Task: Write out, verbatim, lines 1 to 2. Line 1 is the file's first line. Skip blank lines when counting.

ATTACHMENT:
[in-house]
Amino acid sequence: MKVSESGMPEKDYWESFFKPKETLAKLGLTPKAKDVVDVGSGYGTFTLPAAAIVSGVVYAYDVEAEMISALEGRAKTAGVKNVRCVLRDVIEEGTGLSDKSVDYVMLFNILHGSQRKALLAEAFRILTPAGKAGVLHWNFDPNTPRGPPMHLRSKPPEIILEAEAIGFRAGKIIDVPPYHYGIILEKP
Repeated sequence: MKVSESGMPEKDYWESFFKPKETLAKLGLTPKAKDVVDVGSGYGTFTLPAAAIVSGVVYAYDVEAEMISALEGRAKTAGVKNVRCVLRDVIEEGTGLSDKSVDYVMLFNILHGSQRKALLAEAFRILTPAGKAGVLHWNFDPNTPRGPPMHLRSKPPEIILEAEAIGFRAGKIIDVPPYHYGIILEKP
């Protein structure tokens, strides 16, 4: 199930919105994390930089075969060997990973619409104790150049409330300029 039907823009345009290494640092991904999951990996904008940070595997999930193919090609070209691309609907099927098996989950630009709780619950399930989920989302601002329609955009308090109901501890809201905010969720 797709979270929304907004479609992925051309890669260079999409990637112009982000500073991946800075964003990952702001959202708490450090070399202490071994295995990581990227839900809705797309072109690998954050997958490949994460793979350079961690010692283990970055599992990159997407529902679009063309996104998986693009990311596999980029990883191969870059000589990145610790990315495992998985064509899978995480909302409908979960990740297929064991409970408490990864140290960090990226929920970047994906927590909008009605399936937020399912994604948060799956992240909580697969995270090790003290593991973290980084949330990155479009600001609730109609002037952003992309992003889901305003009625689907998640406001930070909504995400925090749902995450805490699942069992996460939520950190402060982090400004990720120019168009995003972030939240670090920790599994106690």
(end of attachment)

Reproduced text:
[in-house]
Amino acid sequence: MKVSESGMPEKDYWESFFKPKETLAKLGLTPKAKDVVDVGSGYGTFTLPAAAIVSGVVYAYDVEAEMISALEGRAKTAGVKNVRCVLRDVIEEGTGLSDKSVDYVMLFNILHGSQRKALLAEAFRILTPAGKAGVLHWNFDPNTPRGPPMHLRSKPPEIILEAEAIGFRAGKIIDVPPYHYGIILEKP